I started working on this project about the Sudanese diaspora in Australia after photographing a family for another project set in the suburbs. According to figures from the Australian Bureau of Statistics, the Sudanese community is currently one of the fastest growing groups in Australia. In the last few years many Sudanese migrants have moved into the area where I live and I’ve watched their integration into our (largely Anglo) community with interest.  After making my first portrait of a family who’d been in Australia for 4 years, I suddenly had many other families asking me to make portraits of them too. Throughout the process of photographing, I heard many stories as to how and why they’d arrived here. As a mother with my own family, I find it impossible not to be moved. Stories of immense courage and sacrifice but also of hope, for a brighter future in Australia.  Australia is a country that maintains a controversial record for embracing migrants; government policies are parochial at best and there remains an underlying racist tension which is deeply rooted in a traumatic and unacknowledged indigenous history. And so, I wonder how this community will settle and maintain a sense of their own identity? How will they integrate and contribute to the cultural future of Australia?  As I negotiate my engagement with the community, my aim with this project is to continue working on the series of portraits but to also evolve it into a larger body about identity, displacement and belonging as well as the process of integration and citizenship in the context of the Australian suburbs. In making this portrait of my new neighbours, I hope to find some measure of understanding that transcends culture and language and that I can share with my fellow Australians for the present and into the future.
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 I started working on this project about the Sudanese diaspora in Australia after photographing a family for another project set in the suburbs. According to figures from the Australian Bureau of Statistics, the Sudanese community is currently one of the fastest growing groups in Australia. In the last few years many Sudanese migrants have moved into the area where I live and I’ve watched their integration into our (largely Anglo) community with interest.  After making my first portrait of a family who’d been in Australia for 4 years, I suddenly had many other families asking me to make portraits of them too. Throughout the process of photographing, I heard many stories as to how and why they’d arrived here. As a mother with my own family, I find it impossible not to be moved. Stories of immense courage and sacrifice but also of hope, for a brighter future in Australia.  Australia is a country that maintains a controversial record for embracing migrants; government policies are parochial at best and there remains an underlying racist tension which is deeply rooted in a traumatic and unacknowledged indigenous history. And so, I wonder how this community will settle and maintain a sense of their own identity? How will they integrate and contribute to the cultural future of Australia?  As I negotiate my engagement with the community, my aim with this project is to continue working on the series of portraits but to also evolve it into a larger body about identity, displacement and belonging as well as the process of integration and citizenship in the context of the Australian suburbs. In making this portrait of my new neighbours, I hope to find some measure of understanding that transcends culture and language and that I can share with my fellow Australians for the present and into the future.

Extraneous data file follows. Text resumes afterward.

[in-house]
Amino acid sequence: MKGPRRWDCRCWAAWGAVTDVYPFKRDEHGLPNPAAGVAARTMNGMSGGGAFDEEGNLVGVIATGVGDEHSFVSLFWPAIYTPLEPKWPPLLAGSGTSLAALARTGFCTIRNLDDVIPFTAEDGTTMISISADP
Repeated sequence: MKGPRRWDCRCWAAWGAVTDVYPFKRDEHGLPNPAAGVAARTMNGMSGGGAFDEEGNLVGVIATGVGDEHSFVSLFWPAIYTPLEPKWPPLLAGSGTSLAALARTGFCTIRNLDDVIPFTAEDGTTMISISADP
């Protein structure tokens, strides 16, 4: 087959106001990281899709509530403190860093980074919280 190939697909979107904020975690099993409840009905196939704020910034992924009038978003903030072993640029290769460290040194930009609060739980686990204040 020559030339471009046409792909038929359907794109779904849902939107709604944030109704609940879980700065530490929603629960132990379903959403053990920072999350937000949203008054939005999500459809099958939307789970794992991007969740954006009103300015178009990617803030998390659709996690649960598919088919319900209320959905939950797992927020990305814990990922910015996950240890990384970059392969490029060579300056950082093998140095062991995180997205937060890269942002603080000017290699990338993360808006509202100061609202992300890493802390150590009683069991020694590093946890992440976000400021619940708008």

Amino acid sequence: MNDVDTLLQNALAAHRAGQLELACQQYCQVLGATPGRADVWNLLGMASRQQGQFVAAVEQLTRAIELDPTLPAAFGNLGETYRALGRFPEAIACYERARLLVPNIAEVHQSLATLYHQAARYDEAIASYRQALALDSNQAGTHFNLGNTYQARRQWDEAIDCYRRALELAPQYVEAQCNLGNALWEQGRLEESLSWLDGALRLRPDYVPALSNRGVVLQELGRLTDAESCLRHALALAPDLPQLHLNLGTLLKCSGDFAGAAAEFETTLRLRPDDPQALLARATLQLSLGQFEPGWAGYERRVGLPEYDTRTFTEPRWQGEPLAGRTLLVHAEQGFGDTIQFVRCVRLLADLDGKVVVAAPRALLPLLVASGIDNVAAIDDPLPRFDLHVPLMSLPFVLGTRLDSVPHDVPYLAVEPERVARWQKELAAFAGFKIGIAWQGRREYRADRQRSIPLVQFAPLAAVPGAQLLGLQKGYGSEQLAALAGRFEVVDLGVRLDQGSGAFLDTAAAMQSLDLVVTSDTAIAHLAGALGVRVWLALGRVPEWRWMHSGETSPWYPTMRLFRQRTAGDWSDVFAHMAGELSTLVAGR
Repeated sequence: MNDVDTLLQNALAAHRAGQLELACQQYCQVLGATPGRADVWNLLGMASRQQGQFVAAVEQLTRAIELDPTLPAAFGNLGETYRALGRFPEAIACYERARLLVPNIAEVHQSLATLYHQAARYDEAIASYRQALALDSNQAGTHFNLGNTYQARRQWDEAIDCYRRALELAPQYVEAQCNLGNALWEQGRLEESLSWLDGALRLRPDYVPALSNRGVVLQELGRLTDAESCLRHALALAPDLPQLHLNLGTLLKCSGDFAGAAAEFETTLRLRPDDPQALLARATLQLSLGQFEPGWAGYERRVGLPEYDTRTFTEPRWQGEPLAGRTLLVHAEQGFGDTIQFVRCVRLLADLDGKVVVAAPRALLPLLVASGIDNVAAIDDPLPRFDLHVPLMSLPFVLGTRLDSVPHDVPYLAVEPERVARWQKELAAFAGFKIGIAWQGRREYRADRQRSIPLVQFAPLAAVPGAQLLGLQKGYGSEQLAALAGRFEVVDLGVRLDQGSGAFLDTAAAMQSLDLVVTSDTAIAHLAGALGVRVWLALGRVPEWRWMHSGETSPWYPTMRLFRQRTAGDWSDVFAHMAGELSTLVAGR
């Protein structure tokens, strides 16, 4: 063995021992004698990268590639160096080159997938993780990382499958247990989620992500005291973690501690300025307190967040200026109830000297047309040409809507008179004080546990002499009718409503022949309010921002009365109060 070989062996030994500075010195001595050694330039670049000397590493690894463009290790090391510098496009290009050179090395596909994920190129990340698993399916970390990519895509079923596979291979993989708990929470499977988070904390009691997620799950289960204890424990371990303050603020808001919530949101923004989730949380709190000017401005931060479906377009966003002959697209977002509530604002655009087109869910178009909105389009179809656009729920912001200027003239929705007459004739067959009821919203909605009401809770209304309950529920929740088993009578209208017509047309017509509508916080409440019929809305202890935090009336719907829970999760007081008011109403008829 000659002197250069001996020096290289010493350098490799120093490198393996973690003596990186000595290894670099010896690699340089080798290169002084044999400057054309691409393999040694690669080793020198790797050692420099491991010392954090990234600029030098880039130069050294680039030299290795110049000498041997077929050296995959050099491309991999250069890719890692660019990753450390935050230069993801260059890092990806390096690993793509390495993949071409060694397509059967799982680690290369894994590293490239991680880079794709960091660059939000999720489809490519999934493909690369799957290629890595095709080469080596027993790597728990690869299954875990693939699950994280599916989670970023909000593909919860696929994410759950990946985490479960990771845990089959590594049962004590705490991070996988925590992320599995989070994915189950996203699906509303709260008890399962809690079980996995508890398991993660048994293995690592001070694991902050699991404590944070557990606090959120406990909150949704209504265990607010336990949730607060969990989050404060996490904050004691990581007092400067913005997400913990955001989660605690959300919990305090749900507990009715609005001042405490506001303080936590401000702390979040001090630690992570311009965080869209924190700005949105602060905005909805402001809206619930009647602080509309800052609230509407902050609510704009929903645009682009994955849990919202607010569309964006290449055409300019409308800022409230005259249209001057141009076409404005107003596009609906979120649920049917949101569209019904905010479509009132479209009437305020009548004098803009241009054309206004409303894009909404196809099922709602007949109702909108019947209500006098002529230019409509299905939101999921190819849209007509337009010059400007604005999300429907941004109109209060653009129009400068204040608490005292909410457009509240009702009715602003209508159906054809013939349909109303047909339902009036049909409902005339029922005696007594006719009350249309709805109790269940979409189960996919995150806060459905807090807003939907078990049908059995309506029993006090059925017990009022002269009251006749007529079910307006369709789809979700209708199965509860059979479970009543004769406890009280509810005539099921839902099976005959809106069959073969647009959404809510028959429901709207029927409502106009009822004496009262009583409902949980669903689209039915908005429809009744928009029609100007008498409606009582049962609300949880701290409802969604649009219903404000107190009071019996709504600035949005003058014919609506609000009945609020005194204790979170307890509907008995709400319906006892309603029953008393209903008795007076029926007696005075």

I started working on this project about the Sudanese diaspora in Australia after photographing a family for another project set in the suburbs. According to figures from the Australian Bureau of Statistics, the Sudanese community is currently one of the fastest growing groups in Australia. In the last few years many Sudanese migrants have moved into the area where I live and I’ve watched their integration into our (largely Anglo) community with interest.After making my first portrait of a family who’d been in Australia for 4 years, I suddenly had many other families asking me to make portraits of them too. Throughout the process of photographing, I heard many stories as to how and why they’d arrived here. As a mother with my own family, I find it impossible not to be moved. Stories of immense courage and sacrifice but also of hope, for a brighter future in Australia.Australia is a country that maintains a controversial record for embracing migrants; government policies are parochial at best and there remains an underlying racist tension which is deeply rooted in a traumatic and unacknowledged indigenous history. And so, I wonder how this community will settle and maintain a sense of their own identity? How will they integrate and contribute to the cultural future of Australia?As I negotiate my engagement with the community, my aim with this project is to continue working on the series of portraits but to also evolve it into a larger body about identity, displacement and belonging as well as the process of integration and citizenship in the context of the Australian suburbs. In making this portrait of my new neighbours, I hope to find some measure of understanding that transcends culture and language and that I can share with my fellow Australians for the present and into the future.
© Lee_Grant_01.jpg
© Lee_Grant_02.jpg
© Lee_Grant_03.jpg
© Lee_Grant_04.jpg
© Lee_Grant_06.jpg
© Lee_Grant_07.jpg
© Lee_Grant_08.jpg
© Lee_Grant_09.jpg
© Lee_Grant_10.jpg
sudanese-portraits- 002.jpg
sudanese-portraits- 005.jpg
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